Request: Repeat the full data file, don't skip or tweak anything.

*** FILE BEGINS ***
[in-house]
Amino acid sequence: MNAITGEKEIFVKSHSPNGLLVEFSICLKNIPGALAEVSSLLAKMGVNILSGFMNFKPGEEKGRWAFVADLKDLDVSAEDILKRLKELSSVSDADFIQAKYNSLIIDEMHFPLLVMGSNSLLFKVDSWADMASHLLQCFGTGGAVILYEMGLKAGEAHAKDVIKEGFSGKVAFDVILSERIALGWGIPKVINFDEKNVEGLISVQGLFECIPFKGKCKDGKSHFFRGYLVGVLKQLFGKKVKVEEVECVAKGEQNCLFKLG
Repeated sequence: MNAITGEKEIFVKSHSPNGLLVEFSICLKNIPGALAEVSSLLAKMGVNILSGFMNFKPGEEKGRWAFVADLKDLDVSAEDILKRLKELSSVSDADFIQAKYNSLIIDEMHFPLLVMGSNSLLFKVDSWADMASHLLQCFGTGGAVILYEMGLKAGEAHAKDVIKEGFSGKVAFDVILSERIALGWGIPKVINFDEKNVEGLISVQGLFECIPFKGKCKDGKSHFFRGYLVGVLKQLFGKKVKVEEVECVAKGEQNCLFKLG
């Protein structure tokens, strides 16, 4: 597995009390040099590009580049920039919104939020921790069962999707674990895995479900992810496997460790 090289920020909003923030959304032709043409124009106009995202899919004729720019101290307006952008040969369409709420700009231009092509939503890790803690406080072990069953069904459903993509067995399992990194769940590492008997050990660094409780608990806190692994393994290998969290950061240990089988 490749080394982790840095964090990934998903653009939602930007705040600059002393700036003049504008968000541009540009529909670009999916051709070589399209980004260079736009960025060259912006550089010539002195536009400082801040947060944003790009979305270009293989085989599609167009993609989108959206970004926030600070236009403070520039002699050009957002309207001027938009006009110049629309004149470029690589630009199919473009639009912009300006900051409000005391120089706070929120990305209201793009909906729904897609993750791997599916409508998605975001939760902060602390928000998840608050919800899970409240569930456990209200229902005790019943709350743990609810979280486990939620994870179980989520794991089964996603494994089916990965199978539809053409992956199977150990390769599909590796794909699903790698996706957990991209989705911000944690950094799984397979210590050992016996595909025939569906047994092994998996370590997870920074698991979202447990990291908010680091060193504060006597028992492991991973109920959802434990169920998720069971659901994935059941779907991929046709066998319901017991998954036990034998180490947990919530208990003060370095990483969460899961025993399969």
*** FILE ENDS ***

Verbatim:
[in-house]
Amino acid sequence: MNAITGEKEIFVKSHSPNGLLVEFSICLKNIPGALAEVSSLLAKMGVNILSGFMNFKPGEEKGRWAFVADLKDLDVSAEDILKRLKELSSVSDADFIQAKYNSLIIDEMHFPLLVMGSNSLLFKVDSWADMASHLLQCFGTGGAVILYEMGLKAGEAHAKDVIKEGFSGKVAFDVILSERIALGWGIPKVINFDEKNVEGLISVQGLFECIPFKGKCKDGKSHFFRGYLVGVLKQLFGKKVKVEEVECVAKGEQNCLFKLG
Repeated sequence: MNAITGEKEIFVKSHSPNGLLVEFSICLKNIPGALAEVSSLLAKMGVNILSGFMNFKPGEEKGRWAFVADLKDLDVSAEDILKRLKELSSVSDADFIQAKYNSLIIDEMHFPLLVMGSNSLLFKVDSWADMASHLLQCFGTGGAVILYEMGLKAGEAHAKDVIKEGFSGKVAFDVILSERIALGWGIPKVINFDEKNVEGLISVQGLFECIPFKGKCKDGKSHFFRGYLVGVLKQLFGKKVKVEEVECVAKGEQNCLFKLG
């Protein structure tokens, strides 16, 4: 597995009390040099590009580049920039919104939020921790069962999707674990895995479900992810496997460790 090289920020909003923030959304032709043409124009106009995202899919004729720019101290307006952008040969369409709420700009231009092509939503890790803690406080072990069953069904459903993509067995399992990194769940590492008997050990660094409780608990806190692994393994290998969290950061240990089988 490749080394982790840095964090990934998903653009939602930007705040600059002393700036003049504008968000541009540009529909670009999916051709070589399209980004260079736009960025060259912006550089010539002195536009400082801040947060944003790009979305270009293989085989599609167009993609989108959206970004926030600070236009403070520039002699050009957002309207001027938009006009110049629309004149470029690589630009199919473009639009912009300006900051409000005391120089706070929120990305209201793009909906729904897609993750791997599916409508998605975001939760902060602390928000998840608050919800899970409240569930456990209200229902005790019943709350743990609810979280486990939620994870179980989520794991089964996603494994089916990965199978539809053409992956199977150990390769599909590796794909699903790698996706957990991209989705911000944690950094799984397979210590050992016996595909025939569906047994092994998996370590997870920074698991979202447990990291908010680091060193504060006597028992492991991973109920959802434990169920998720069971659901994935059941779907991929046709066998319901017991998954036990034998180490947990919530208990003060370095990483969460899961025993399969």